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The summer of 1966–7. Hal and his little brother have just come to live in Moorabool. They’re exploring the creek near their new home when they find the body of a dog.
Not just dead, but killed.
Not just killed, but horribly maimed.
Constable Mick Goodenough, recently demoted from his big-city job as a detective, is also new in town—and one of his dogs has gone missing. Like other pets around the town.
He knows what it means when someone tortures animals to death. They’re practising. So when Hal’s mother starts getting late-night phone calls—a man whistling, then hanging up—Goodenough, alone among the Moorabool cops, takes her seriously. But will that be enough to keep her and her young sons safe?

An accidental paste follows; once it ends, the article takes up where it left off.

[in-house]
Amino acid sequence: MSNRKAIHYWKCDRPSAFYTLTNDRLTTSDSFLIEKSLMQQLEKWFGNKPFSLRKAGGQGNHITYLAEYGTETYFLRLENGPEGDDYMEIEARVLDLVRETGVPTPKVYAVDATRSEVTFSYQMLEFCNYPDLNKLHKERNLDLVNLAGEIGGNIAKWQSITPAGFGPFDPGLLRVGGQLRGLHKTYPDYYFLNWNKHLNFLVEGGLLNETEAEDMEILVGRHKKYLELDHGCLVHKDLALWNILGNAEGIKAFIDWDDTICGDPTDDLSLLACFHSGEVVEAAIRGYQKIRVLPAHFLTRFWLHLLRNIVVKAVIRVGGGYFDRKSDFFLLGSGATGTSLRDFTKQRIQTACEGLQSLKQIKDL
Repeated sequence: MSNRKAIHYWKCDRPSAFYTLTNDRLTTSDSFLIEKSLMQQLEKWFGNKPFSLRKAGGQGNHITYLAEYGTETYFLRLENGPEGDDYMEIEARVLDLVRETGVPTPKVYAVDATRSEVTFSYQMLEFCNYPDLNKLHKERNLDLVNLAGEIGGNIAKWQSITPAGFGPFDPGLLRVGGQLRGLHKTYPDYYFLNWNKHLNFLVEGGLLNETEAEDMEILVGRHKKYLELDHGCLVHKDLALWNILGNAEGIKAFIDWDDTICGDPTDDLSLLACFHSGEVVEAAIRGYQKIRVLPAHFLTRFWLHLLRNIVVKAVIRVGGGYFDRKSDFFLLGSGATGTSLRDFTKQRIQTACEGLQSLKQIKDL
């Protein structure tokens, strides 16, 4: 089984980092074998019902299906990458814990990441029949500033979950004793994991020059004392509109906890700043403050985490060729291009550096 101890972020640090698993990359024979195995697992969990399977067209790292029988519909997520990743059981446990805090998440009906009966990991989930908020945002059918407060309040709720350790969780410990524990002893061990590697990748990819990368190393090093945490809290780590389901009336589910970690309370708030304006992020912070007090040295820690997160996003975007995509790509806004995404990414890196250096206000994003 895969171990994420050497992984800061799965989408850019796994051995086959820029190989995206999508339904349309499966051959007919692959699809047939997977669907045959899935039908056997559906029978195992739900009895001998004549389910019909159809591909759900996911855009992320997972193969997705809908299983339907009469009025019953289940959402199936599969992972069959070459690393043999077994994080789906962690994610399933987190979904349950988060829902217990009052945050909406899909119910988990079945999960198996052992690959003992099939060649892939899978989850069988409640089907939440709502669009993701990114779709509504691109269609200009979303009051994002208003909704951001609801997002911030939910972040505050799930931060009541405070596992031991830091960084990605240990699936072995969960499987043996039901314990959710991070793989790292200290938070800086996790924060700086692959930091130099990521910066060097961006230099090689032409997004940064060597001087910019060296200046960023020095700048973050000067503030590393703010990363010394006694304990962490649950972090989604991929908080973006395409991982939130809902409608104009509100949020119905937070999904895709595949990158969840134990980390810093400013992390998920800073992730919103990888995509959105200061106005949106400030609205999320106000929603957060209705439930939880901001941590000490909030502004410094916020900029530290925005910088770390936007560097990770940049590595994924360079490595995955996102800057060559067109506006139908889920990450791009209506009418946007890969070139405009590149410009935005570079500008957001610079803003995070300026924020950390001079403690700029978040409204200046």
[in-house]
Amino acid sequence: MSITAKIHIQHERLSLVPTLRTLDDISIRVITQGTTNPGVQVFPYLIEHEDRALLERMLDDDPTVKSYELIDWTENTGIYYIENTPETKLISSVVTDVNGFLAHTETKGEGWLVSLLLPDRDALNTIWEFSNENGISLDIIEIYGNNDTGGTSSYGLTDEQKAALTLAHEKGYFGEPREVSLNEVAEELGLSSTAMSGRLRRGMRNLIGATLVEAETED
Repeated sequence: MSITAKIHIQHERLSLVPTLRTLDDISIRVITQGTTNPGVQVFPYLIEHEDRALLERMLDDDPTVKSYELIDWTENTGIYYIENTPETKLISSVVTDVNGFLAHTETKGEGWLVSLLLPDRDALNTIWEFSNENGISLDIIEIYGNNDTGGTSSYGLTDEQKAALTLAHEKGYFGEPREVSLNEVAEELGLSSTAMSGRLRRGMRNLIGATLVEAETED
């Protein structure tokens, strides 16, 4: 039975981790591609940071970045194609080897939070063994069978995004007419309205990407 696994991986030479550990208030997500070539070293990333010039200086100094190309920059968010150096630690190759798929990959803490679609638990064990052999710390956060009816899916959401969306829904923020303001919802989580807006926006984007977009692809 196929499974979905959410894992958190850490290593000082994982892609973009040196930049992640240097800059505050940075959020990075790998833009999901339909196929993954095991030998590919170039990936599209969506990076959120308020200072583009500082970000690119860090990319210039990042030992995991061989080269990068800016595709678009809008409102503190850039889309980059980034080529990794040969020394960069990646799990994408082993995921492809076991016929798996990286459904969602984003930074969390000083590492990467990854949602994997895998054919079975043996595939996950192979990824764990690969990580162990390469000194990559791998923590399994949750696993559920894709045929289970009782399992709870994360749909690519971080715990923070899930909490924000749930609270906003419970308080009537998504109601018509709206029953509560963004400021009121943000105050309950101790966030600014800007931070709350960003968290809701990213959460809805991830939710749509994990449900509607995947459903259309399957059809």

Nostalgic yet clear-eyed, simmering with small-town menace, Greg Woodland’s wildly impressive debut populates the rural Australia of the 1960s with memorable characters and almost unbearable tension.
REVIEWS and INTERVIEWS
‘Troubling undercurrents swirl in a seductively involving story of small-town secrets and obsessions.’
‘A haunting, tense and unforgettable debut.’
‘This coming-of-age crime tale balances its more gruesome turns with relatable human warmth.’
‘An impressive first outing, and one that we hope builds in a series.’
‘A tense, evocative trip into the past.’